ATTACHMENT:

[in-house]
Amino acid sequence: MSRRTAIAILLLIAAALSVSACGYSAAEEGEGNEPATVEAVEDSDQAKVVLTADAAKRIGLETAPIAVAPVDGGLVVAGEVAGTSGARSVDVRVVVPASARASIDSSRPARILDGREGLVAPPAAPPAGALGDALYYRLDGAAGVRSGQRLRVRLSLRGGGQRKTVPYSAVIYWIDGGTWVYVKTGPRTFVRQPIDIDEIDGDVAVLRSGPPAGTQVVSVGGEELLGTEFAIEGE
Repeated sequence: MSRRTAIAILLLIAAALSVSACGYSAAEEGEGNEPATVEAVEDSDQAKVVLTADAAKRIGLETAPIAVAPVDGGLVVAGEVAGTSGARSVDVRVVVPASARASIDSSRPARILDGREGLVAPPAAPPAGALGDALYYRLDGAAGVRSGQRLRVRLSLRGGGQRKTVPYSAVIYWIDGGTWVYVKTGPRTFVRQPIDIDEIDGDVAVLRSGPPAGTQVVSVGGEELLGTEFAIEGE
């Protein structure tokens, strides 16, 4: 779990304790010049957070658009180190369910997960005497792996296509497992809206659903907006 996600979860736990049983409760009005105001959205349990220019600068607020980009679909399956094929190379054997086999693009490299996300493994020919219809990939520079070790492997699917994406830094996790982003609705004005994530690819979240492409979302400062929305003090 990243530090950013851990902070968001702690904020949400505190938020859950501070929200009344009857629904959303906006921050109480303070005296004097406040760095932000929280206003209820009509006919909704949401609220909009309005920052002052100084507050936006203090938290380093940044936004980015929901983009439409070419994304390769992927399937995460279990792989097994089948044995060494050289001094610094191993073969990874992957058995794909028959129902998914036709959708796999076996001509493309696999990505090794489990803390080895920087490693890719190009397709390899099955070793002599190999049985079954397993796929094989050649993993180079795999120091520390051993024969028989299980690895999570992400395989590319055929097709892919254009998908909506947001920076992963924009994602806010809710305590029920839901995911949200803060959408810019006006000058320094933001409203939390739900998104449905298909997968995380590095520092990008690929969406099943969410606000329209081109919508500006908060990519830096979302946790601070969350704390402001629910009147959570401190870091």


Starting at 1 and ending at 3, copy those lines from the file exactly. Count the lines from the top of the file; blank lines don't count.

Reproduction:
[in-house]
Amino acid sequence: MSRRTAIAILLLIAAALSVSACGYSAAEEGEGNEPATVEAVEDSDQAKVVLTADAAKRIGLETAPIAVAPVDGGLVVAGEVAGTSGARSVDVRVVVPASARASIDSSRPARILDGREGLVAPPAAPPAGALGDALYYRLDGAAGVRSGQRLRVRLSLRGGGQRKTVPYSAVIYWIDGGTWVYVKTGPRTFVRQPIDIDEIDGDVAVLRSGPPAGTQVVSVGGEELLGTEFAIEGE
Repeated sequence: MSRRTAIAILLLIAAALSVSACGYSAAEEGEGNEPATVEAVEDSDQAKVVLTADAAKRIGLETAPIAVAPVDGGLVVAGEVAGTSGARSVDVRVVVPASARASIDSSRPARILDGREGLVAPPAAPPAGALGDALYYRLDGAAGVRSGQRLRVRLSLRGGGQRKTVPYSAVIYWIDGGTWVYVKTGPRTFVRQPIDIDEIDGDVAVLRSGPPAGTQVVSVGGEELLGTEFAIEGE